20 years under Putin: a timeline

As Russian parliamentary and presidential elections approach, opposition leaders are reaching out to the United States and the West for support. One of these opposition members is Garry Kasparov, the world chess champion and leader of “The Other Russia” political coalition. He spoke about the disastrous consequences of Vladimir Putin’s return at an event sponsored by the Hudson Institute on November 3 in New York City.



At the Hudson Institute lunch in his honor, Kasparov, who retired from his chess career to focus on political activities in 2005, delivered a passionate speech on the intricate political situation in Russia. He described the country’s regime as “one-man dictatorship” of Vladimir Putin, whose governing style reminded Kasparov of the “Godfather” movie trilogy.

According to Kasparov, over the course of the last eleven years, Putin and his closest allies have become billionaires by stealing from the country they rule and simultaneously tricking their fellow citizens and the Western world into believing that they are building a free democratic country. “Medvedev’s presidency was nothing but a successful secret service operation that helped Putin buy four extra years to change the Russian Constitution, though he treats it like a simple piece of paper anyway,” Kasparov insisted.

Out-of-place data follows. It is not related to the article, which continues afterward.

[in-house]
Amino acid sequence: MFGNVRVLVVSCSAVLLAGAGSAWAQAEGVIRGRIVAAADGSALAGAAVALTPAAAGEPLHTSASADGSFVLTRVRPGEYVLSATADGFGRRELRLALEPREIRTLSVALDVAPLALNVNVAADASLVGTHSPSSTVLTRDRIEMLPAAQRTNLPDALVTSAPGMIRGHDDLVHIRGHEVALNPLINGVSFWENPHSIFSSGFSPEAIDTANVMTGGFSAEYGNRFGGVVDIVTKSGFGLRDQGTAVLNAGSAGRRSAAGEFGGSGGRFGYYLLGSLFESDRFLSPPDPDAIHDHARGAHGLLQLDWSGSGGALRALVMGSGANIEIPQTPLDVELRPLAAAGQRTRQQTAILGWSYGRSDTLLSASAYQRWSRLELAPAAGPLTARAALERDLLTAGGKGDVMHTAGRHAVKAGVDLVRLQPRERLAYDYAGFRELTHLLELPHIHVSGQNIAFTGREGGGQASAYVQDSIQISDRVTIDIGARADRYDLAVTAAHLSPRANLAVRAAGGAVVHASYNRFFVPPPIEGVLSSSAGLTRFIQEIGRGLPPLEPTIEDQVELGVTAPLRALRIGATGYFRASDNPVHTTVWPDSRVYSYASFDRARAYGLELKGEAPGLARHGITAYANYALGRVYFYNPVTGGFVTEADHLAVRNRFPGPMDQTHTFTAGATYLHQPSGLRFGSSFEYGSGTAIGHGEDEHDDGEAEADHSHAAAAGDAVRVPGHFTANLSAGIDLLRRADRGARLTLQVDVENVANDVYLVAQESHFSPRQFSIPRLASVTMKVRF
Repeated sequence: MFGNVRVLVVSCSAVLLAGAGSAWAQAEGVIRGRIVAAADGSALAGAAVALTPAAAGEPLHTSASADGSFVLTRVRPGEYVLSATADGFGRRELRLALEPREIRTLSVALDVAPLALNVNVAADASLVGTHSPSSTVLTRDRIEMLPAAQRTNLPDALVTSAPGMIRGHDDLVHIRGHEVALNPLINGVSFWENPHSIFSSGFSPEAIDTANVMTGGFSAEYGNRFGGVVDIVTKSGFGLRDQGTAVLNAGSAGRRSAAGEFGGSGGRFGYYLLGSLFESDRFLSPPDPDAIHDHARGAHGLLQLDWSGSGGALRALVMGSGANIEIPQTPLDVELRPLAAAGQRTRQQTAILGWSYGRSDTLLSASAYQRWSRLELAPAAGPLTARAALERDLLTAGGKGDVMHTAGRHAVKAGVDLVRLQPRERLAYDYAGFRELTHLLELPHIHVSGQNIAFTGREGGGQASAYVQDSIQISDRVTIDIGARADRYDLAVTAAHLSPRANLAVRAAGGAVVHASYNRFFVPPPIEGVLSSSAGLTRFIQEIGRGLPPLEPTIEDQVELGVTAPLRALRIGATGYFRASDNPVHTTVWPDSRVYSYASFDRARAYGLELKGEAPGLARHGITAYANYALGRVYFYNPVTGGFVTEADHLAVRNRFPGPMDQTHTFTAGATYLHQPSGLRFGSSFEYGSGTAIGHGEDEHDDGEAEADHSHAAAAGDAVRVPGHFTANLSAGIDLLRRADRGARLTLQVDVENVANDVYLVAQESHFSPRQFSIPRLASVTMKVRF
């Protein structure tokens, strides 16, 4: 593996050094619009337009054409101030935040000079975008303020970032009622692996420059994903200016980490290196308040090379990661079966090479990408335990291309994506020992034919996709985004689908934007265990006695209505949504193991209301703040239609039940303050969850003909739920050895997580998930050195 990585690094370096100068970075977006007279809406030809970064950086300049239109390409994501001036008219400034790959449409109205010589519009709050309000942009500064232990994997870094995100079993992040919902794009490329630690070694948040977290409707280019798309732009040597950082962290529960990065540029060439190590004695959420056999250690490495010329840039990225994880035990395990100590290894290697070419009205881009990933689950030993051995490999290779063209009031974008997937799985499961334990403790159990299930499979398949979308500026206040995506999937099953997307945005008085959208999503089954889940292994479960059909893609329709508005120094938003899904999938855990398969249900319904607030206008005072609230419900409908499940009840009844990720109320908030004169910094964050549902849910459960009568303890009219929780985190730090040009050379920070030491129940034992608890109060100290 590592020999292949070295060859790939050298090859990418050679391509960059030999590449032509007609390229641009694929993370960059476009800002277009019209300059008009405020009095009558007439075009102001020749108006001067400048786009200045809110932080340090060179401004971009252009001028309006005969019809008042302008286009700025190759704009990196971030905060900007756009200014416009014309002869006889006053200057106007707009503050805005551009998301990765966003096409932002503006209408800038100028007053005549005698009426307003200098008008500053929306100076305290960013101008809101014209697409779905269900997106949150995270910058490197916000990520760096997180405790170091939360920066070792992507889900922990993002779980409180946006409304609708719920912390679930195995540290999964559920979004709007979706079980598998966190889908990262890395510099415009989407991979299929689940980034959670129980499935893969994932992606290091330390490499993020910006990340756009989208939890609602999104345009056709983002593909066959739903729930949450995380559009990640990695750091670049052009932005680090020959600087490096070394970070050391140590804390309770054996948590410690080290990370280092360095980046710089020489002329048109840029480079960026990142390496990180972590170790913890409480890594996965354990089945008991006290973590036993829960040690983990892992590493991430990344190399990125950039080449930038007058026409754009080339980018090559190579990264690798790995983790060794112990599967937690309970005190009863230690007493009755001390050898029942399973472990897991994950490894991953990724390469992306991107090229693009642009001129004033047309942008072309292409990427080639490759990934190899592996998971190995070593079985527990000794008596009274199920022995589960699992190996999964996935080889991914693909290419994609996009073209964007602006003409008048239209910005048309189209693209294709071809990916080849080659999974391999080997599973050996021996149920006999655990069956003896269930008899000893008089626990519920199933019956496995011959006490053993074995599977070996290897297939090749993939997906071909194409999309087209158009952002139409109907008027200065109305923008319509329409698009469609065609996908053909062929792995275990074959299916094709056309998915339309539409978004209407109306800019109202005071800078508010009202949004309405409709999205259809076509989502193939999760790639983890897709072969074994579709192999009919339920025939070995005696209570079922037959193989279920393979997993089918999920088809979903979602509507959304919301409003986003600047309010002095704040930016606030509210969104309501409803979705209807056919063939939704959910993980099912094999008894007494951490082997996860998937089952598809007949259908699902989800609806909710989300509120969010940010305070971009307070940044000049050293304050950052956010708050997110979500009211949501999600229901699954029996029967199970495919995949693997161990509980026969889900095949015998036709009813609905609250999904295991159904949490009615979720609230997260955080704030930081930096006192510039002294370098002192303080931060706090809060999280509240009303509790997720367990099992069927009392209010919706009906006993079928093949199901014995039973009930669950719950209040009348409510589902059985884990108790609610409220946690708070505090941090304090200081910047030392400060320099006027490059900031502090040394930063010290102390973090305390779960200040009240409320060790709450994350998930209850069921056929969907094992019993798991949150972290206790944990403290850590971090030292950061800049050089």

Kasparov continued by expressing regret that the West, and especially the U.S., still cooperates with Putin out of a fear that Russia could cut America’s military passage to Afghanistan through its territory. “He’s bluffing, but let’s allow Putin to admit it himself. Putin doesn’t need a Taliban victory in Afghanistan.” Kasparov then added: “When President Reagan called the USSR an ‘evil empire’ in 1983, the Soviet Union was no harmless puppy. Putin needs to hear the clear messages coming from the West.” Adopting the Magnitsky Act is one such message Putin may need to heed.

Kasparov further argued: “Putin is more vulnerable than he seems, because he keeps his money here, in the free world. He offers the ultimate protection to his inner circle — the ability to commit crimes in Russia with impunity and to keep their money safely abroad. Once you pull it out of his portfolio, his vulnerability will be exposed.”

Kasparov criticized some shortcomings of U.S. foreign policy, namely, trying to negotiate energy security issues with prominent dictators, such as Hosni Mubarak of Egypt, the late Muammar Qadaffi of Libya, Mahmoud Ahmadinejad of Iran, and Hugo Chavez of Venezuela. “Just imagine $3 billion spent on alternative energy instead of the war in Iraq. Then [the U.S.] wouldn’t have to worry about depending on the oil coming from these countries,” argued Kasparov. He concluded by saying that the U.S. Administration should never have traded its moral principles for business deals with dictators, “nor should the U.S. do so with Mr. Putin.”


Olga Khvostunova